Baruch at Ultimi Barbarorum tried his hand at motivational speaking this weekend, imploring the econoblogosphere to get its act together on financial reform. I applaud the effort, but as pep talks go, this one was a bit of downer:
With [the economy recovering and memories of the darkest days of the financial crisis receding] I fear some of the spice has gone out of the commentary… [T]he econoblogosphere is moving back to where it used to be, which is to cater to a niche… with a circumscribed influence.
… Political money and public ignorance has corrupted civic decency in the US to such an extent that doing the right thing for the Republic appears quite impossible.
All these things should make econo-bloggers all quiver with righteous anger, which we would communicate to our readers who would then rise up en masse against the legislators captured by Big Banking, and some form of actual reform might even take place.
…To be sure, there are brave souls who carry on the fight… But the rest of us seem to have stopped caring so much. The minutiae of practical policy is much less amusing than making lots of money in financial markets that really, truly appear to be on the mend.
…At its best, the econo-blogosphere can be the last haven of truly independent, non-captured, and crucially, informed, commentary able to affect policy and opinion makers positively. It used to do just that. It may not help in the end but let someone at least try.
Get your game back on, people. Get some fire in the belly again. A crisis is a terrible thing to waste, and it looks like we are on the verge of wasting ours.
It’s a powerful message—don’t waste our crisis!—and it’s been echoing around the econoblogosphere for months. But I see things playing out differently.
We haven’t wasted the crisis because there was nothing to waste. To be sure, the public is angry. But it’s folly to have hoped that the public’s anger ever could have been channeled into grassroots support for meaningful reform. The anger is too diffuse. Worse, to attempt to corral this anger in service of reform is to risk having it turned against you by professional anger-wranglers employed by anti-reform opponents. It’s too easy for these opponents to convince the ill-informed that government is the problem, and to tar you with the same broad brush in the process. Like a loose fire hose, public anger is only useful if it can be controlled—otherwise it is unwieldy and potentially dangerous.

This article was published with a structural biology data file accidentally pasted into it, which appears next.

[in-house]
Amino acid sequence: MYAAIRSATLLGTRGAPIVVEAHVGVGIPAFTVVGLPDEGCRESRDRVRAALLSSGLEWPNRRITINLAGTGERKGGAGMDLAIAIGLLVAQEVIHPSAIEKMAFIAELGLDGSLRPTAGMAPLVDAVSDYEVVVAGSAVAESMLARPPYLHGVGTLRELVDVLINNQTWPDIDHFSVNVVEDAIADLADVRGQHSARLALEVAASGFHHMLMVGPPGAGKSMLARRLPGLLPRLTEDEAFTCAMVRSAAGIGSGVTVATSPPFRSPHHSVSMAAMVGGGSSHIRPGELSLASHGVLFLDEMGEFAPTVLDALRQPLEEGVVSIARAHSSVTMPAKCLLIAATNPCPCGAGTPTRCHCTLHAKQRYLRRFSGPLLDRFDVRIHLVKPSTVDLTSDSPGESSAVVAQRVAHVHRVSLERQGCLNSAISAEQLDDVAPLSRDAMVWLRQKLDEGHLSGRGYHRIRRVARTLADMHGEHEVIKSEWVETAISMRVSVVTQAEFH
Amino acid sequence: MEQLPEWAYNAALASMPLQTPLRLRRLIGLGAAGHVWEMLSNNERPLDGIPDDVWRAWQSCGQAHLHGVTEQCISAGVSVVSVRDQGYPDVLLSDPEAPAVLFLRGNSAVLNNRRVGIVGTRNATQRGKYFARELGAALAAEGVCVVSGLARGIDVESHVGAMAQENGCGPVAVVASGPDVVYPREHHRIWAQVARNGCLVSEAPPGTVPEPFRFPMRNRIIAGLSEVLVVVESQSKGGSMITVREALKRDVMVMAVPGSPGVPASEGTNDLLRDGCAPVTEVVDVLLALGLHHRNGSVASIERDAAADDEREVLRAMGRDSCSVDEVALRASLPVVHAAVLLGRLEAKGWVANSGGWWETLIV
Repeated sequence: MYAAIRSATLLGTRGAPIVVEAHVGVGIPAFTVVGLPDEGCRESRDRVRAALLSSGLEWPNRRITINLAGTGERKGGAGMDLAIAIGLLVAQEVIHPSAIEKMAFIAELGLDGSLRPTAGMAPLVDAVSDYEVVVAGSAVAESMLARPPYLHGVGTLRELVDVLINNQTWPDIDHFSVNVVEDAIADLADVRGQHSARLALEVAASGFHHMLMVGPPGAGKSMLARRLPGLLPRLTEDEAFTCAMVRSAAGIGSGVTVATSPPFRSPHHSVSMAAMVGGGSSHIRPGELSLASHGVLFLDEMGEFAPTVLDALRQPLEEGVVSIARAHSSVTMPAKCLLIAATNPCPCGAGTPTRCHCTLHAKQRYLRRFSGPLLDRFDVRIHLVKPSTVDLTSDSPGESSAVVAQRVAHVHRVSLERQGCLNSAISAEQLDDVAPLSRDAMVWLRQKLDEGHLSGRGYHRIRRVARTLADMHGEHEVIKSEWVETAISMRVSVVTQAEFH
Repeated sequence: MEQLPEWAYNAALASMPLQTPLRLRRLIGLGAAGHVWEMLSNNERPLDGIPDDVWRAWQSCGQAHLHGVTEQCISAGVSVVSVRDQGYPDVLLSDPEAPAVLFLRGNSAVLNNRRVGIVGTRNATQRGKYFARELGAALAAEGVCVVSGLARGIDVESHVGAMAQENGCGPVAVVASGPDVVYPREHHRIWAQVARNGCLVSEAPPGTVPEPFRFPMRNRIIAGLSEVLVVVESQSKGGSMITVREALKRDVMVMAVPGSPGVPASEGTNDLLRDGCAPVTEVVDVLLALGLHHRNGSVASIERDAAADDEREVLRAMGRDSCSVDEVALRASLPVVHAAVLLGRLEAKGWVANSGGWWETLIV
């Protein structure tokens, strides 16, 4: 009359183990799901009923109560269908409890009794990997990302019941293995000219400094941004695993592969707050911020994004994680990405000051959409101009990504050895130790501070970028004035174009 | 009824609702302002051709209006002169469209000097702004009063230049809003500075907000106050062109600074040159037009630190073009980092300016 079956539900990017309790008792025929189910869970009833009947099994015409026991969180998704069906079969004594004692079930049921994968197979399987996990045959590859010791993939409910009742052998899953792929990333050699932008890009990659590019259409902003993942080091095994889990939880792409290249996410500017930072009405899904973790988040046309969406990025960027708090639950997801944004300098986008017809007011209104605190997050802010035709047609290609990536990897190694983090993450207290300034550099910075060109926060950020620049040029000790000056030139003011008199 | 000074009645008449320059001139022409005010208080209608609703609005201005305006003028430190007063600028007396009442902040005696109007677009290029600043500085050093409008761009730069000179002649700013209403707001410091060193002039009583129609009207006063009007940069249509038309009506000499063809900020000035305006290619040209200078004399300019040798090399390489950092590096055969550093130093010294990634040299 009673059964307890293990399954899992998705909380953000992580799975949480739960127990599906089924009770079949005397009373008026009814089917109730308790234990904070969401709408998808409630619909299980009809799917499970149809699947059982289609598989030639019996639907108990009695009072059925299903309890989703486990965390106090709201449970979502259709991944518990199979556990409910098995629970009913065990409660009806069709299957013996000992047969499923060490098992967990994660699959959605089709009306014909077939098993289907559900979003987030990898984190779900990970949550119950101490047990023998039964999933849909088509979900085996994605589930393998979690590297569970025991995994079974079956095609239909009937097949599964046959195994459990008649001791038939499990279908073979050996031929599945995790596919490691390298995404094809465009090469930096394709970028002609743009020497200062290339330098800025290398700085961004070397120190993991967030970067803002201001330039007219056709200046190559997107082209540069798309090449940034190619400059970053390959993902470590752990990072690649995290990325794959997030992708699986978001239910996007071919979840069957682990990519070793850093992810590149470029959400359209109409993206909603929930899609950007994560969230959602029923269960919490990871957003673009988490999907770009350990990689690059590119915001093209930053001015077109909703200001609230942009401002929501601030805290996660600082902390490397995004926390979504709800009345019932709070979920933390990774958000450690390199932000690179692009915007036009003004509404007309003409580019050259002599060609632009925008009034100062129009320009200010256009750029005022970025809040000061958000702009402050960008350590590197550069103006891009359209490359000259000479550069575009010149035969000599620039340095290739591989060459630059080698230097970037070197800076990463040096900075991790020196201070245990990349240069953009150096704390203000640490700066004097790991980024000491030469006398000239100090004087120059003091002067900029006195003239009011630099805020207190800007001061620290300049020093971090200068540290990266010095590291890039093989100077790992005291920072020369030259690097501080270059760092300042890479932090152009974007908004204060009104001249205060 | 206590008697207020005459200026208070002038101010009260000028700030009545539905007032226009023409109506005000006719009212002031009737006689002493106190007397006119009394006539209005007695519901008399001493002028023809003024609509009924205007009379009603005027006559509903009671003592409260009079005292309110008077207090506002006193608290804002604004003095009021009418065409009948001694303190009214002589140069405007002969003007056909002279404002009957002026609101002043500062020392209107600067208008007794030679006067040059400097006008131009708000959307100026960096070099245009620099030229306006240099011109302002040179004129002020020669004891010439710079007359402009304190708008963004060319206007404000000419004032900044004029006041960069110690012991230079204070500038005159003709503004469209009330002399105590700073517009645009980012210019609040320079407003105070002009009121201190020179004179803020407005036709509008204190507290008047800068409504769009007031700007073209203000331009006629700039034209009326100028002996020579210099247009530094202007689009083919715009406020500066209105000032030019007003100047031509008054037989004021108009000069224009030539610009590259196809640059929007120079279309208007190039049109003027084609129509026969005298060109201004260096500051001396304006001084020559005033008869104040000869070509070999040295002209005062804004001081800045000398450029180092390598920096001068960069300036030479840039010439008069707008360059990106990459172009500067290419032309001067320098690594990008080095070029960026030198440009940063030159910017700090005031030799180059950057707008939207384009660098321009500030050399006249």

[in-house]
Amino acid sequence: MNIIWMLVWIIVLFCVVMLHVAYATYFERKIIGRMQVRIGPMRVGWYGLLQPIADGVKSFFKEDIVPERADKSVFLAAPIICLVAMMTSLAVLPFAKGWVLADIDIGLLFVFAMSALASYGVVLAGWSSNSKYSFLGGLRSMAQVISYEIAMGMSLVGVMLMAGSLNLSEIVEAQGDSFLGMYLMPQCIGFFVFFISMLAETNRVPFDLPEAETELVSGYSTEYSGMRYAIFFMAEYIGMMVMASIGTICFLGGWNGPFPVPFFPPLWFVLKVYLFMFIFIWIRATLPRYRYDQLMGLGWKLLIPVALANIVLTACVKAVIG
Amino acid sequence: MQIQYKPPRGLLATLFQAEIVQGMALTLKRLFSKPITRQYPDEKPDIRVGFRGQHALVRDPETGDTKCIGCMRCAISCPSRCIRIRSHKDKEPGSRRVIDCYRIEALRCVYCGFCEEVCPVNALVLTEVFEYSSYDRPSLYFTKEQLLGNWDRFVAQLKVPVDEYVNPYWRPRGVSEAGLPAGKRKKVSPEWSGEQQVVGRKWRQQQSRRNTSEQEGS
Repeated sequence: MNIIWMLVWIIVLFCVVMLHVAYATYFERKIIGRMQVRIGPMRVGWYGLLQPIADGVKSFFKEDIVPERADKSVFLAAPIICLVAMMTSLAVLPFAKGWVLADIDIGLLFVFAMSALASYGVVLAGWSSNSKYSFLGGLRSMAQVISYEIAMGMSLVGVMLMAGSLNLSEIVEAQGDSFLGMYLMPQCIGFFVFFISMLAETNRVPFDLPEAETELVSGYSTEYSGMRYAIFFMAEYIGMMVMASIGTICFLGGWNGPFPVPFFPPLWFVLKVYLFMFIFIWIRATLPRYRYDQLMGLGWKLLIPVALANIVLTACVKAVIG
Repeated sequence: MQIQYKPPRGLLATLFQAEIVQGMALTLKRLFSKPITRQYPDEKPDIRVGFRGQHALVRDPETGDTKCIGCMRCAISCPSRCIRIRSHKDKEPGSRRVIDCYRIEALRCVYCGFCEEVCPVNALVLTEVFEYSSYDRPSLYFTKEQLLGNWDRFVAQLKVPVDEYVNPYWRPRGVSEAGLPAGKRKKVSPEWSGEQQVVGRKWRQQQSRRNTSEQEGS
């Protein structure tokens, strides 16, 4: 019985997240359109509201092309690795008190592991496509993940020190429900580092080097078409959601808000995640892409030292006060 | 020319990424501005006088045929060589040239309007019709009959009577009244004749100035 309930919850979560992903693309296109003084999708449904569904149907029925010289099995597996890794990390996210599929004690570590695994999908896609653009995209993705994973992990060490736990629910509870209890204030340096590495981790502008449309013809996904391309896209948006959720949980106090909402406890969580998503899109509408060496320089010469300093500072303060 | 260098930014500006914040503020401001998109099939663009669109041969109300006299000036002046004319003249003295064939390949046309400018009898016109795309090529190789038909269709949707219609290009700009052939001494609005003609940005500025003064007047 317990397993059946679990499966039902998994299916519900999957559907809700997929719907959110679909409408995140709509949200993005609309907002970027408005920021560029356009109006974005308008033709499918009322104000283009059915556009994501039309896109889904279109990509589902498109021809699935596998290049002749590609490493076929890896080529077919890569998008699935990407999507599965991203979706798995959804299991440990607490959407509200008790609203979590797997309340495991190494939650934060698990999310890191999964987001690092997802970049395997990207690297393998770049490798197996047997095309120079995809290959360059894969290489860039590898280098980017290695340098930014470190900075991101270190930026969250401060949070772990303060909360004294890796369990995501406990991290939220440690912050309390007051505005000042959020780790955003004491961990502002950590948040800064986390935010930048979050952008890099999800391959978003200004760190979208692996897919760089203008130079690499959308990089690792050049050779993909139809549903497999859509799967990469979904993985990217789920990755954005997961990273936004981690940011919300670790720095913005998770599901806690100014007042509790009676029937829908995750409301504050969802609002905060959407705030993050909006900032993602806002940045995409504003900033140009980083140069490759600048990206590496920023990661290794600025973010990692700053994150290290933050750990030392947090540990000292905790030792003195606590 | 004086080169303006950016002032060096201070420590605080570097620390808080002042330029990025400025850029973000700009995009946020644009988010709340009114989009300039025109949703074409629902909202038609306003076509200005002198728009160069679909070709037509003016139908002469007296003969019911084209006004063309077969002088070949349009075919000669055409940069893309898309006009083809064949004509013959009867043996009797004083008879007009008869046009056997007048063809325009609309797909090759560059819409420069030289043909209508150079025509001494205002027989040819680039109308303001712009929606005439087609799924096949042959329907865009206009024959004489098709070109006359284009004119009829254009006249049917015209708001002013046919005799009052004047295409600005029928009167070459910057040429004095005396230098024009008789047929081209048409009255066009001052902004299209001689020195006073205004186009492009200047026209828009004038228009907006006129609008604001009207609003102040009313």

Some believe that it is the duty of We Finance Bloggers to inform the public—to walk them down the garden path with reasoned argument for which specific reforms we need and why. It is not. The cynical reason is that meaningful reform is impenetrable to the public. Voters don’t know the meaning of resolution authority—to take one example—and they never will. Try as we might, we cannot shame lawmakers for kowtowing to the interests of those who profit from deregulation. The less cynical reason is that it is not our job to shape minds in the public sphere. Leave that job to the professionals—i.e. politicians, pundits, and PR flacks. (Besides, our reach is too niche.) Rather, it is our job to debate the merits of specific reforms, in the hopes that the right people are listening.
Which brings me to the good news. From where I stand, and contrary to Baruch’s call-to-arms, the last two months have been the richest yet for wonkish policy discussion within this little econoblogosphere we inhabit. Policy recommendations are getting more specific, debate is happening, and the intended audience is indeed taking notice. Yes, there are some unpleasantries. Fissures are forming in the ranks of those previously aligned on regulatory reform, as the merits of specific reforms are judged differently by the varied players in the technocracy. And yes, it’s taken quite some time for the powers that be to get the ball rolling. But that’s exactly what we should hope for and expect.
So while I’m not naïve to the realities of sausage-law-making, I’m sanguine that great things are happening in the ‘sphere and that we may yet see its collective fingerprint on a meaningful reform bill.
Keep it up.